Jump to content
Where our stories come alive
No related object types for the search.
You need permission to reuse this image. Photography, supply and licensing fees may apply.
Black and white glass plate negative. Caption: In various parts of Central Australia the wooden food carrier is also used as a cradle.
This is a photograph by Herbert Basedow of a naked baby boy asleep in an oblong wooden container resting on sandy ground. His feet are a little wrinkly, as those of newborn babies sometimes are.
Implements used by Aboriginal people often have more than one function. In many places bark and wooden containers also act as cradles, as seen here at Innamincka station. With the baby sleeping in it, the container is set down on the sandy ground. The mother can then rock it gently with her foot, freeing up her hands for other activities like food preparation.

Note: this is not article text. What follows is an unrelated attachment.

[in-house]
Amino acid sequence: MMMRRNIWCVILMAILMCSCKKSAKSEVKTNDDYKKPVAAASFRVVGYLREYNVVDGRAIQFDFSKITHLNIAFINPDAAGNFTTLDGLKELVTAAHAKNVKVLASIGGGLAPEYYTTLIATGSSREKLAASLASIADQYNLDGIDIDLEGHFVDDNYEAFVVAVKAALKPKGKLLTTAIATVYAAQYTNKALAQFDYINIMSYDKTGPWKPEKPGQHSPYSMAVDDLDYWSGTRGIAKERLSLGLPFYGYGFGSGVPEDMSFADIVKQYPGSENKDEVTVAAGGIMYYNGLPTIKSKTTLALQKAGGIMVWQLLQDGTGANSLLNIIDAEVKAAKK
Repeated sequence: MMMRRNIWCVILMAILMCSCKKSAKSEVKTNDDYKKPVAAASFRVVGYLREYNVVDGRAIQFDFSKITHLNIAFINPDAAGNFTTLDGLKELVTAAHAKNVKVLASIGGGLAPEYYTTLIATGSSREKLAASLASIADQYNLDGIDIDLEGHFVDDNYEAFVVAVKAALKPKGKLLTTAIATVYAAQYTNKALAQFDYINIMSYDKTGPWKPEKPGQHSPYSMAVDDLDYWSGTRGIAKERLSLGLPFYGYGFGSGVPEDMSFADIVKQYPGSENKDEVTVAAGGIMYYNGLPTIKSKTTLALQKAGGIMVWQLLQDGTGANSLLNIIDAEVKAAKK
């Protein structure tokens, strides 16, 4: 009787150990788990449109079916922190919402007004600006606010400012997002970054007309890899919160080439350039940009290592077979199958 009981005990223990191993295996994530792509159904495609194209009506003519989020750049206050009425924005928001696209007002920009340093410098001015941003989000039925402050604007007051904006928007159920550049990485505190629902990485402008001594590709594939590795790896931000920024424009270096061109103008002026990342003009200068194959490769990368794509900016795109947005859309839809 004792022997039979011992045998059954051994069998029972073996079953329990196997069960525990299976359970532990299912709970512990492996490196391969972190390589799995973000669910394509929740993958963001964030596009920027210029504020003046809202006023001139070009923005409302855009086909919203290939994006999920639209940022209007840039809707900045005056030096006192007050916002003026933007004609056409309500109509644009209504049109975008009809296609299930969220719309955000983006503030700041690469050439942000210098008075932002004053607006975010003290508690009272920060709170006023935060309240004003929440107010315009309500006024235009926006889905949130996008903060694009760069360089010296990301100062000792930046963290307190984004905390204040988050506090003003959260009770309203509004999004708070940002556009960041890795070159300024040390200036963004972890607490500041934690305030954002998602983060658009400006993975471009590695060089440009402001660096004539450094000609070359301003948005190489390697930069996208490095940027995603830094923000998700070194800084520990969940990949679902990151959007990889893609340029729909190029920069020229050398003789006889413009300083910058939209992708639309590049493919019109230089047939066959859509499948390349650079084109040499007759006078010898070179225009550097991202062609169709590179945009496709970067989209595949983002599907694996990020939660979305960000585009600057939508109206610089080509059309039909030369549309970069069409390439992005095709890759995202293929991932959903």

Herbert Basedow was a doctor, anthropologist and explorer. From 1903 to 1928 he ventured to remote regions of central and northern Australia - places rarely seen by Australians even today. Aboriginal people often feature in his photographs. Basedow wanted to document Aboriginal cultures as they had been before British colonisation, and often went to some lengths to craft his photographs to appear as such.
This photograph was taken during Basedow's first medical relief expedition to north-east South Australia.
On display at the National Museum of Australia.
L 82mm x W 108mm
Save a large-format copy of this image (172kb)
More on the Herbert Basedow photographs